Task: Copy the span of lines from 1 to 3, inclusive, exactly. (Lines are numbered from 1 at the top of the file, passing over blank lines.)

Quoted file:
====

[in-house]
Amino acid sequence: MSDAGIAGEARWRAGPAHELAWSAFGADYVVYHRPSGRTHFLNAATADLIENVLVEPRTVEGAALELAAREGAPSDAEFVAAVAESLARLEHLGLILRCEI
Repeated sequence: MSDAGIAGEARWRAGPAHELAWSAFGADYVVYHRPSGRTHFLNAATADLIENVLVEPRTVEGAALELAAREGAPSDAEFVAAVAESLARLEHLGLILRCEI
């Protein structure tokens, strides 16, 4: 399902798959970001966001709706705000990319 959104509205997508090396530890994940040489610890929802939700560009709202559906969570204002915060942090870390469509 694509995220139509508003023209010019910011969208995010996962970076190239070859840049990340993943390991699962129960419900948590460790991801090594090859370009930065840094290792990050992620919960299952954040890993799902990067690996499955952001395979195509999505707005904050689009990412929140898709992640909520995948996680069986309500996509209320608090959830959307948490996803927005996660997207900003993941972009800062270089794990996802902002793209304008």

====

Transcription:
[in-house]
Amino acid sequence: MSDAGIAGEARWRAGPAHELAWSAFGADYVVYHRPSGRTHFLNAATADLIENVLVEPRTVEGAALELAAREGAPSDAEFVAAVAESLARLEHLGLILRCEI
Repeated sequence: MSDAGIAGEARWRAGPAHELAWSAFGADYVVYHRPSGRTHFLNAATADLIENVLVEPRTVEGAALELAAREGAPSDAEFVAAVAESLARLEHLGLILRCEI